# Comparing Q-Tree with Nested Grids for Simulating Managed River Recharge of Groundwater

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*Keywords:*managed recharge; groundwater model; unstructured grid; refinement; MODFLOW

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The Institute of Hydrogeology and Environmental Geology, Chinese Academy of Geological Sciences, Shijiazhuang 050061, Hebei, China

Key Laboratory of Groundwater Contamination and Remediation of Hebei Province and China Geological Survey, Shijiazhuang 050061, Hebei, China

College of Water Resources and Environment, Hebei GEO University, Shijiazhuang 050031, Hebei, China

Author to whom correspondence should be addressed.

Received: 21 October 2020 / Revised: 6 December 2020 / Accepted: 12 December 2020 / Published: 14 December 2020

(This article belongs to the Special Issue Applied Groundwater Modelling for Water Resources Management and Protection)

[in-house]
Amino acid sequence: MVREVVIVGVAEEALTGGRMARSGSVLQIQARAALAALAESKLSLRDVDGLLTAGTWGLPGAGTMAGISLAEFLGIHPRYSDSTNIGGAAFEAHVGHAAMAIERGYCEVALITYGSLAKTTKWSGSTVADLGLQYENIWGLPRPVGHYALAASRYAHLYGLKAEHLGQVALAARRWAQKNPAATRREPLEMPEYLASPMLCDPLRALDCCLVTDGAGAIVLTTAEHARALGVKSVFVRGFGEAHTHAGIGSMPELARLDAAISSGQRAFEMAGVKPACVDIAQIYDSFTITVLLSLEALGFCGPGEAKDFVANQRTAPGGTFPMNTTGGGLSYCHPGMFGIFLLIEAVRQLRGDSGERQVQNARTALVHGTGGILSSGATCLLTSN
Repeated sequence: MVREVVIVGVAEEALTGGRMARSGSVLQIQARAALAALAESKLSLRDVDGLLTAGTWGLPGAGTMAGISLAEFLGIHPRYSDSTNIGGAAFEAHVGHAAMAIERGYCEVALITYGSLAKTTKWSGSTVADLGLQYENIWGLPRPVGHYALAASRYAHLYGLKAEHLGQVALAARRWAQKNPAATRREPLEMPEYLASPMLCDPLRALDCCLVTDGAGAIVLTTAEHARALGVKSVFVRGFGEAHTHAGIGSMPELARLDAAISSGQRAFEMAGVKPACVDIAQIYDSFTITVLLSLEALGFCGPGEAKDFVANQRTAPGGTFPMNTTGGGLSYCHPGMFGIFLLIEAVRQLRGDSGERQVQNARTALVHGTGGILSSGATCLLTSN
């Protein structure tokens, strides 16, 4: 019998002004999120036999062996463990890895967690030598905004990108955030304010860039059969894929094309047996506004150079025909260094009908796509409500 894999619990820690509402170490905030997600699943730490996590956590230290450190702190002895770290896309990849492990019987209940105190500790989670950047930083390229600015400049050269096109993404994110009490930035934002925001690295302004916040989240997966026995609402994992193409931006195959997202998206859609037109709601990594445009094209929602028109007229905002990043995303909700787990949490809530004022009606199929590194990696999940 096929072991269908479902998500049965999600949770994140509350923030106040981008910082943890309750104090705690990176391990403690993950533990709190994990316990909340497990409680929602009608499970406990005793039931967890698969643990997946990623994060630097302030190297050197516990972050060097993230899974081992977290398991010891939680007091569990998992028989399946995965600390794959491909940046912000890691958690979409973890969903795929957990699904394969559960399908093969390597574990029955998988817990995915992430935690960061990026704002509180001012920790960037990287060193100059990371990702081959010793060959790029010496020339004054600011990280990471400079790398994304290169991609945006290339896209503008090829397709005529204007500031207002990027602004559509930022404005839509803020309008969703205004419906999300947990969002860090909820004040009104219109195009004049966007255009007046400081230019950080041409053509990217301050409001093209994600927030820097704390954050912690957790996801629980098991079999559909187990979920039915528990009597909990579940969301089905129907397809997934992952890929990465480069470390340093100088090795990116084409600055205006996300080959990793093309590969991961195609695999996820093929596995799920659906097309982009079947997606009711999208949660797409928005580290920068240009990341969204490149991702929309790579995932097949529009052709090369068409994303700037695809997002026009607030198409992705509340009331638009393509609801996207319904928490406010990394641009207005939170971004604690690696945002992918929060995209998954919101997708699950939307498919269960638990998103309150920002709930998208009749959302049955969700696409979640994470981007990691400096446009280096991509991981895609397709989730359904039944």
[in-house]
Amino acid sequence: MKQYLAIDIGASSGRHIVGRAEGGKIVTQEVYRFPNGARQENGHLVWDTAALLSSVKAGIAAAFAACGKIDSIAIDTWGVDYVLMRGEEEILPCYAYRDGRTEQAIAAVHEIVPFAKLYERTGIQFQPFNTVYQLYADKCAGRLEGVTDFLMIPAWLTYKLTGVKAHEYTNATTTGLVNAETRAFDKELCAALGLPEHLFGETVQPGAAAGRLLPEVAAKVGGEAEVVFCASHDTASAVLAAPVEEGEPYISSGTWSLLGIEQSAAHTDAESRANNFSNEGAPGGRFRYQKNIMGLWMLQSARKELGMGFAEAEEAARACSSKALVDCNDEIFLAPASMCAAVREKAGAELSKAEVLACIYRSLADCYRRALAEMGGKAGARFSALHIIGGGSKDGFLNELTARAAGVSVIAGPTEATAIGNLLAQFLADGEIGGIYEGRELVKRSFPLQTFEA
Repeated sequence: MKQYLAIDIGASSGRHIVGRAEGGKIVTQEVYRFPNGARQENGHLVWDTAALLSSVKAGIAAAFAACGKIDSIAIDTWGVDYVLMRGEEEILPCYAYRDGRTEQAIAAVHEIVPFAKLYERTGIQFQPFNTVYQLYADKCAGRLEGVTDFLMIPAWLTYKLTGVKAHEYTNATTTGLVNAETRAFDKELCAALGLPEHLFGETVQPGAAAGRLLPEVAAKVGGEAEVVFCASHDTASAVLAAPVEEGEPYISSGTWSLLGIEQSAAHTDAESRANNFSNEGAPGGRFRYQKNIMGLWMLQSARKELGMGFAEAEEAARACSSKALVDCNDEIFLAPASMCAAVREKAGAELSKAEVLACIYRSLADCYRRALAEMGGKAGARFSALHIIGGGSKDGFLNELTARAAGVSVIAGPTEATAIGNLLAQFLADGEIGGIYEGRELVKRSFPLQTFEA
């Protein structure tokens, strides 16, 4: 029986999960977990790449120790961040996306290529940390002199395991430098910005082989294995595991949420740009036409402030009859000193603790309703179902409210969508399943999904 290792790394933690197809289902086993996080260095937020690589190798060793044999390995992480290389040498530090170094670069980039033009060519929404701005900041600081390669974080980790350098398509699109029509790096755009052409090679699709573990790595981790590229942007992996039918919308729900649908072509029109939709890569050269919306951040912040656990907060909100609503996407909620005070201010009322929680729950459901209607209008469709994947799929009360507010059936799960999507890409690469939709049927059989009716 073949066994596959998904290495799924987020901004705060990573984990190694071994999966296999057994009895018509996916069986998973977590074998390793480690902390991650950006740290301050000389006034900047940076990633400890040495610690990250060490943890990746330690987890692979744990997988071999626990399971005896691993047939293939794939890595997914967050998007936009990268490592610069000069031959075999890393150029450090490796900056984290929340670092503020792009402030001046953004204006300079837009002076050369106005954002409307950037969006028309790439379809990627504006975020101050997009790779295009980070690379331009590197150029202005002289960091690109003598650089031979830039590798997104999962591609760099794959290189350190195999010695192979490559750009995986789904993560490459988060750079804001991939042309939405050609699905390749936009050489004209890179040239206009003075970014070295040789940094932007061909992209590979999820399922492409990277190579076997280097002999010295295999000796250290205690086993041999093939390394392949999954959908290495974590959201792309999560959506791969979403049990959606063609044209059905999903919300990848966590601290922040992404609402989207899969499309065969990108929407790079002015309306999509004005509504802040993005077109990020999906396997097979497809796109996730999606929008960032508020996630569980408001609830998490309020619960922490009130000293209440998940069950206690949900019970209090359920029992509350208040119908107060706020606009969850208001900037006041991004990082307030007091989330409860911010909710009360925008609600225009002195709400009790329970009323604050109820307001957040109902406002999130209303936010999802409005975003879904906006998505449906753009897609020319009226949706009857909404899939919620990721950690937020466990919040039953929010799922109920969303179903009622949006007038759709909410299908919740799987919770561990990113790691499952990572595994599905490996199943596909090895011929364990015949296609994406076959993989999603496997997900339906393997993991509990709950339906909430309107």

The use of rivers to recharge groundwater is a key water resource management method. High-precision simulations of the groundwater level near rivers can be used to accurately assess the recharge effect. In this study, we used two unstructured grid refinement methods, namely, the quadtree (Q-tree) and nested grid refinement techniques, to simulate groundwater movement under river recharge. We comparatively analyzed the two refinement methods by considering the simulated groundwater level changes before and after the recharge at different distances from the river and by analyzing the groundwater flow and model computation efficiency. Compared to the unrefined model, the two unstructured grid refinement models significantly improve the simulation precision and more accurately describe groundwater level changes from river recharge. The unstructured grid refinement models have higher calculation efficiencies than the base model (the global refinement model) without compromising the simulation precision too much. The Q-tree model has a higher simulation precision and a lower computation time than the nested grid model. In summary, the Q-tree grid refinement method increases the computation efficiency while guaranteeing simulation precision at a certain extent. We therefore recommended the use of this grid refinement method in simulating river recharge to the aquifers.